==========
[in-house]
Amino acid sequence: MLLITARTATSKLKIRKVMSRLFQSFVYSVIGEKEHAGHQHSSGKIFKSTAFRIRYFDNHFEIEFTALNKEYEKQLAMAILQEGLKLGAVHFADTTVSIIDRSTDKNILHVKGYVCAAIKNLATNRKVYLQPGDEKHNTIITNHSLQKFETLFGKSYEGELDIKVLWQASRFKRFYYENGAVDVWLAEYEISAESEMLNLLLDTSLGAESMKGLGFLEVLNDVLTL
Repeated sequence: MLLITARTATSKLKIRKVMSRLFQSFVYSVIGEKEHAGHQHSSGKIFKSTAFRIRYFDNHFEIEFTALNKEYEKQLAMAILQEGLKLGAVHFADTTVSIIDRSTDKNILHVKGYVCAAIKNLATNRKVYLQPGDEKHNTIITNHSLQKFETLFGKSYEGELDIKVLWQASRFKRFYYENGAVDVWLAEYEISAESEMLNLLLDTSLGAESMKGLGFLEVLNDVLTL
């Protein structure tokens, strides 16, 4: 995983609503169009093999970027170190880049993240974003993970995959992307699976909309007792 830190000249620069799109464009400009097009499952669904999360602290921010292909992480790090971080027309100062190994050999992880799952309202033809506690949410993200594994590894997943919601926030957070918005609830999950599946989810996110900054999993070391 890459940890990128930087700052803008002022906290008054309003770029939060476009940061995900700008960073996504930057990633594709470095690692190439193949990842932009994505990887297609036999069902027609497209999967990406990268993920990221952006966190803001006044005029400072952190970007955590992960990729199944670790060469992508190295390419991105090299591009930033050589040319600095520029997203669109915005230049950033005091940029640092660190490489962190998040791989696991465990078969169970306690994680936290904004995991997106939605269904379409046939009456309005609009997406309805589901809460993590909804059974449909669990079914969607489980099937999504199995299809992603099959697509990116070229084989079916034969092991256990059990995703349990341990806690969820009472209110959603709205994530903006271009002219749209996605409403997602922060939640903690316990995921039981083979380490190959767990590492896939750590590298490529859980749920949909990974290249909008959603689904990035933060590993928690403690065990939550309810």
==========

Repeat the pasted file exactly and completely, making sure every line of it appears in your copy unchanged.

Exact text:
[in-house]
Amino acid sequence: MLLITARTATSKLKIRKVMSRLFQSFVYSVIGEKEHAGHQHSSGKIFKSTAFRIRYFDNHFEIEFTALNKEYEKQLAMAILQEGLKLGAVHFADTTVSIIDRSTDKNILHVKGYVCAAIKNLATNRKVYLQPGDEKHNTIITNHSLQKFETLFGKSYEGELDIKVLWQASRFKRFYYENGAVDVWLAEYEISAESEMLNLLLDTSLGAESMKGLGFLEVLNDVLTL
Repeated sequence: MLLITARTATSKLKIRKVMSRLFQSFVYSVIGEKEHAGHQHSSGKIFKSTAFRIRYFDNHFEIEFTALNKEYEKQLAMAILQEGLKLGAVHFADTTVSIIDRSTDKNILHVKGYVCAAIKNLATNRKVYLQPGDEKHNTIITNHSLQKFETLFGKSYEGELDIKVLWQASRFKRFYYENGAVDVWLAEYEISAESEMLNLLLDTSLGAESMKGLGFLEVLNDVLTL
């Protein structure tokens, strides 16, 4: 995983609503169009093999970027170190880049993240974003993970995959992307699976909309007792 830190000249620069799109464009400009097009499952669904999360602290921010292909992480790090971080027309100062190994050999992880799952309202033809506690949410993200594994590894997943919601926030957070918005609830999950599946989810996110900054999993070391 890459940890990128930087700052803008002022906290008054309003770029939060476009940061995900700008960073996504930057990633594709470095690692190439193949990842932009994505990887297609036999069902027609497209999967990406990268993920990221952006966190803001006044005029400072952190970007955590992960990729199944670790060469992508190295390419991105090299591009930033050589040319600095520029997203669109915005230049950033005091940029640092660190490489962190998040791989696991465990078969169970306690994680936290904004995991997106939605269904379409046939009456309005609009997406309805589901809460993590909804059974449909669990079914969607489980099937999504199995299809992603099959697509990116070229084989079916034969092991256990059990995703349990341990806690969820009472209110959603709205994530903006271009002219749209996605409403997602922060939640903690316990995921039981083979380490190959767990590492896939750590590298490529859980749920949909990974290249909008959603689904990035933060590993928690403690065990939550309810």